News Corp. shareholders have paid far more to hush up other complaints about News America's monopolistic abuses. To box out two more rival firms, Valassis Communications and Insignia, News America used its market position to hike ad rates for supermarket clients who refused to also advertise in Murdoch newspaper circulars. "It feels like they are raping us and they enjoy it," an executive at Sara Lee complained. In 2009, a Michigan court awarded Valassis $300 million for News America's illegal attempt to corner the market. News Corp. eventually silenced the affair with a $500 million payment to Valassis that blocked the threat of further litigation. It also reached a $125 million settlement with Insignia. The combined settlements of $655 million more than wiped out the profits News Corp. reaped from its record box-office smash Avatar.
THUGGISH REPORTING Instead of firing the man responsible for the legal and financial fiasco at News America, Murdoch promoted him. In addition to serving as CEO of News America, Carlucci was tapped in 2005 to become publisher of Murdoch's flagship American tabloid, the New York Post. Under Carlucci's leadership, the two businesses appear to have drawn inspiration from a similar source: organized crime. Carlucci reportedly encouraged teamwork at News America by showing his salesmen a clip from The Untouchables in which Al Capone brains a disloyal deputy with a baseball bat. And shortly after Carlucci arrived at the Post, the newspaper was rocked by a scandal in which a star Page Six reporter allegedly attempted to shake down billionaire Ron Burkle for "protection" from the gossip sheet, telling him, "It's a little like the Mafia."
Burkle secretly recorded Page Six reporter Jared Stern offering to go easy on him in the gossip sheet in exchange for a hefty payoff. "We know how to destroy people," Stern reportedly threatened. "It's what we do." To shield himself from character assassination, Stern allegedly suggested, Burkle could make a one-time payment of $100,000, followed by monthly installments of $10,000.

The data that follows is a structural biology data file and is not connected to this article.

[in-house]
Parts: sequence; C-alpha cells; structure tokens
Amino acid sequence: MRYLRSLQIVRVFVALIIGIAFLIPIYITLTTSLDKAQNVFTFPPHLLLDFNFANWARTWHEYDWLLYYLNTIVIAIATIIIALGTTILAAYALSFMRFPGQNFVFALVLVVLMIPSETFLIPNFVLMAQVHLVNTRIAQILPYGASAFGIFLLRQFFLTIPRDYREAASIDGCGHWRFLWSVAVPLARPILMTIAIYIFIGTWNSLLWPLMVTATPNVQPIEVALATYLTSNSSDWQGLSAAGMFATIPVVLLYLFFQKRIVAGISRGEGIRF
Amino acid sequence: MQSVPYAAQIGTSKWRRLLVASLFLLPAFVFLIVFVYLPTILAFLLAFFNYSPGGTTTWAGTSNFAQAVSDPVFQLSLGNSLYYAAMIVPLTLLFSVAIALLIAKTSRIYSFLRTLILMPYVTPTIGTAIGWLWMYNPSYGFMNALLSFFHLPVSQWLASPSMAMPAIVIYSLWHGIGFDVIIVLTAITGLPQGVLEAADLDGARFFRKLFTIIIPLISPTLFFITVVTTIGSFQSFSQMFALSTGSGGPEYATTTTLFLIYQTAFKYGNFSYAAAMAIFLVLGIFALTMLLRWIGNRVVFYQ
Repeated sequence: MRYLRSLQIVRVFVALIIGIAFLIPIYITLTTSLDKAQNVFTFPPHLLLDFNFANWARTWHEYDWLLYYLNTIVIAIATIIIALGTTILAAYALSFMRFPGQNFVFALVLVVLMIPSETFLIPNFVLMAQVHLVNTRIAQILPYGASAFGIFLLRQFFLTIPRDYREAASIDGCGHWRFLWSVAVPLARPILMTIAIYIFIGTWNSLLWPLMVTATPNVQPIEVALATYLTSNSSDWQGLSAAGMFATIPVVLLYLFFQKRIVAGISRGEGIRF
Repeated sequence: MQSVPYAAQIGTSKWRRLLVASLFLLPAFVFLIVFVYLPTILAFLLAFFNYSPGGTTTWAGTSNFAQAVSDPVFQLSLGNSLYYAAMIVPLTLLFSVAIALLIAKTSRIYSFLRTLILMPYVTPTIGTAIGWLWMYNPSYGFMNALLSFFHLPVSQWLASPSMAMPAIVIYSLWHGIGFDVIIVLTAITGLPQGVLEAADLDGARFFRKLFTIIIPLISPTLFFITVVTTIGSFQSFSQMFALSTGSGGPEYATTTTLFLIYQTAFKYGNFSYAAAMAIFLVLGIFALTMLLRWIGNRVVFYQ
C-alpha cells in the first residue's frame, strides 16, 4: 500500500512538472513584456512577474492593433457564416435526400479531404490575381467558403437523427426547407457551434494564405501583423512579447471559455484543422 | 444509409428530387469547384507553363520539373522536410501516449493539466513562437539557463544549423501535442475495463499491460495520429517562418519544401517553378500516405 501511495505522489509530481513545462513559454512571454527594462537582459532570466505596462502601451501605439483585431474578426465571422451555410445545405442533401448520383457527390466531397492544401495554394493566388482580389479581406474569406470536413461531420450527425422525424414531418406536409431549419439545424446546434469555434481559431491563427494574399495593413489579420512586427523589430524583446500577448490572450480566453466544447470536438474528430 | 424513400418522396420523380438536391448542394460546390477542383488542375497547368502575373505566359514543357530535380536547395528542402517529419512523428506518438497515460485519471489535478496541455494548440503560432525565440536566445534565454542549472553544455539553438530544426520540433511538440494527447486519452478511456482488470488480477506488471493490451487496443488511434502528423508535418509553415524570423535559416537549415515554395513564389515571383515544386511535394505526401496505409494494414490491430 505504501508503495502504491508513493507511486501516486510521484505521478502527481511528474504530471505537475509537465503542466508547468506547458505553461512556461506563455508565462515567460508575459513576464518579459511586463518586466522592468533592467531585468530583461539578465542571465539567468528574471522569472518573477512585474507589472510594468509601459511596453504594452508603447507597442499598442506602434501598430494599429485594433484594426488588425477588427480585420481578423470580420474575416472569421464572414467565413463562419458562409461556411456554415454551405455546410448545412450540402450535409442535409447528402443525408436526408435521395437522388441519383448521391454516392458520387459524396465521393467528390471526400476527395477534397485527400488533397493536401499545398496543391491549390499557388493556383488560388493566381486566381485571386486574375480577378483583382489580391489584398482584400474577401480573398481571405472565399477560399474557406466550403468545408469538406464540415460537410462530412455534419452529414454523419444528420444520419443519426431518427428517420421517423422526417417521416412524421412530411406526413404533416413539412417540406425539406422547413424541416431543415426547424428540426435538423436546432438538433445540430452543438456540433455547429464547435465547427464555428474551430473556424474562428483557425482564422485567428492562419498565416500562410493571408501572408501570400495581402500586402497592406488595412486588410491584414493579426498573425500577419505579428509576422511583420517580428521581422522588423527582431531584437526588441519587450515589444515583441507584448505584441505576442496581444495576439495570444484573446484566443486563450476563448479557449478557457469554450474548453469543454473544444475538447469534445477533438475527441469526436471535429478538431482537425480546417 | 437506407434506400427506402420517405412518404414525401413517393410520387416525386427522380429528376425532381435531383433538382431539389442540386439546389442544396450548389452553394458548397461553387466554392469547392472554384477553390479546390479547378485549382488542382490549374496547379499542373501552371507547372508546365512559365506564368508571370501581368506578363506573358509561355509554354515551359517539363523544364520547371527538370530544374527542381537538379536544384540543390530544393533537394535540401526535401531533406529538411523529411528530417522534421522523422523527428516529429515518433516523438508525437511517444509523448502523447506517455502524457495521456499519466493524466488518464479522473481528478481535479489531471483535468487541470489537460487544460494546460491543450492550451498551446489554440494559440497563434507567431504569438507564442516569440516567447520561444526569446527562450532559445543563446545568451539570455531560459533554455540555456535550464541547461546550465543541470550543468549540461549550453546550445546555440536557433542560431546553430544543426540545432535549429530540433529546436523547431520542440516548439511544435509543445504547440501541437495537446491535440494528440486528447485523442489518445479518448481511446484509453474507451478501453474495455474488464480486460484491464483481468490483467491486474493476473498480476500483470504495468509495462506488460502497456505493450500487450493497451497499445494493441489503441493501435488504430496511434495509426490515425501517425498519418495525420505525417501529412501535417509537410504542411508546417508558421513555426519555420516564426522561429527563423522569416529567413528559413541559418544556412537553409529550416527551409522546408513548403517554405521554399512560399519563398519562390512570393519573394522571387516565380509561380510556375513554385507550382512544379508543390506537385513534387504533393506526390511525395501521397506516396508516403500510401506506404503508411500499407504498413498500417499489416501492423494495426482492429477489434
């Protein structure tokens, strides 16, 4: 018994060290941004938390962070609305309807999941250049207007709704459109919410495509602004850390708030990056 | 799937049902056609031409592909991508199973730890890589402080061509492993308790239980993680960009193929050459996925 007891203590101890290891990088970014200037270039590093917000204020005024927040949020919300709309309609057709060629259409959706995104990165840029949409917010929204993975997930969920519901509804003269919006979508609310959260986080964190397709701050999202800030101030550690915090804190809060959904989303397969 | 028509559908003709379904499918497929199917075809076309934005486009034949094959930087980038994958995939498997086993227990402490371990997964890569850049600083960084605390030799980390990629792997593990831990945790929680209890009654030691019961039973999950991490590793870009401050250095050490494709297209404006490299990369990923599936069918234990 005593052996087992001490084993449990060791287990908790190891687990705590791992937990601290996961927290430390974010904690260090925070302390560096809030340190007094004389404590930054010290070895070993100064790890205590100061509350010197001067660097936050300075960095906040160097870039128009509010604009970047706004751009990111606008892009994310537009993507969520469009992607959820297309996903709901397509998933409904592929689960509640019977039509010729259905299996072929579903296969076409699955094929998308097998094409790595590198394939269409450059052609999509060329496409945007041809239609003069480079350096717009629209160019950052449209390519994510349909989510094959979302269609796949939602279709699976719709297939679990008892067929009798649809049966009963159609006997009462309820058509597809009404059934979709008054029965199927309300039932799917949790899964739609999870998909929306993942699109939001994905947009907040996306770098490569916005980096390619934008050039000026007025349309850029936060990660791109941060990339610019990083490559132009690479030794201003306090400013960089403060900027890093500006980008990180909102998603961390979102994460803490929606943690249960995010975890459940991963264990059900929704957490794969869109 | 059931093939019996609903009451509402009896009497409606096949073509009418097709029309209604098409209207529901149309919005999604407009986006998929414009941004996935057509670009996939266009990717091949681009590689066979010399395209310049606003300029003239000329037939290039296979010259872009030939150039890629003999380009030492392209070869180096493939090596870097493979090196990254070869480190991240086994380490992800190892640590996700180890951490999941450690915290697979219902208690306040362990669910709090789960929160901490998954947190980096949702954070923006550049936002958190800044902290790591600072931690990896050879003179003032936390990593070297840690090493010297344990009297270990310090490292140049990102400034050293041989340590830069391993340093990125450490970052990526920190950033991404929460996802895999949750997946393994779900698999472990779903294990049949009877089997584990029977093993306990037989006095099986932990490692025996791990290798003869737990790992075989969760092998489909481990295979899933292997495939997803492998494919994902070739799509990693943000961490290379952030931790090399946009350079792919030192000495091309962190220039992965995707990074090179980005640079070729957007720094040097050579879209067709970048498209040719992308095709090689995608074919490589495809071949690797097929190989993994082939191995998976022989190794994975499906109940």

News Corp. axed Stern, dismissing him as a rogue reporter and calling his behavior "highly aberrational." But according to a 2007 affidavit by a fellow Post veteran, the alleged shakedown was an integral part of the company's culture. "The spineless hypocrites in senior management at the New York Post and News Corp. have always used 'expendable' employees as scapegoats for the misdeeds of its senior executives," Post reporter Ian Spiegelman testified. Spiegelman revealed that Page Six's top editor Richard Johnson and two others had accepted cash from a restaurateur whose business had received a positive mention the day before. Johnson also allegedly accepted a $50,000 all-expenses-paid bachelor party to Mexico from Joe Francis, the founder of Girls Gone Wild, whom the Post subsequently hyped as "the next Hugh Hefner." Spiegelman further charged that Col Allan, the Post's top editor, received free lap dances at the strip club Scores in return for favorable coverage by the paper.
News Corp. conceded that Johnson had accepted a $1,000 "gift," but Murdoch let the editor off with a reprimand. Indeed, as Murdoch biographer Michael Wolff later observed, the incident only served to enhance Johnson's reputation. "The bribery business actually seemed to confirm Johnson's status for Murdoch as an old-time, walk-on-the-wild-side, dangerous, rule-bucking, proudly cynical newsman," Wolff concluded. Insiders make clear that the worst impulses exhibited by the Post and other News Corp. publications come directly from the top. "Murdoch tries to wash his hands of everything when it's convenient and pretend he has no involvement in the day-to-day running of the paper — which is just nonsense," says a former Post reporter. "He's always been very hands-on. There were no major decisions taken, even at Page Six, where Murdoch's interests would not be considered."
POLITICAL CORRUPTION Murdoch has built News Corp. into a media empire second only to Disney by horse-trading editorial support for political favors, repeatedly persuading officials at the highest levels of government to bend, break or rewrite rules meant to safeguard the public interest. "Murdoch has made himself almost a partner of certain political movements," says Reed Hundt, who tried to rein in monopolistic practices by media giants like News Corp. as chairman of the Federal Communications Commission. "Politicians believe he's going to win in the end, so why tangle with him?"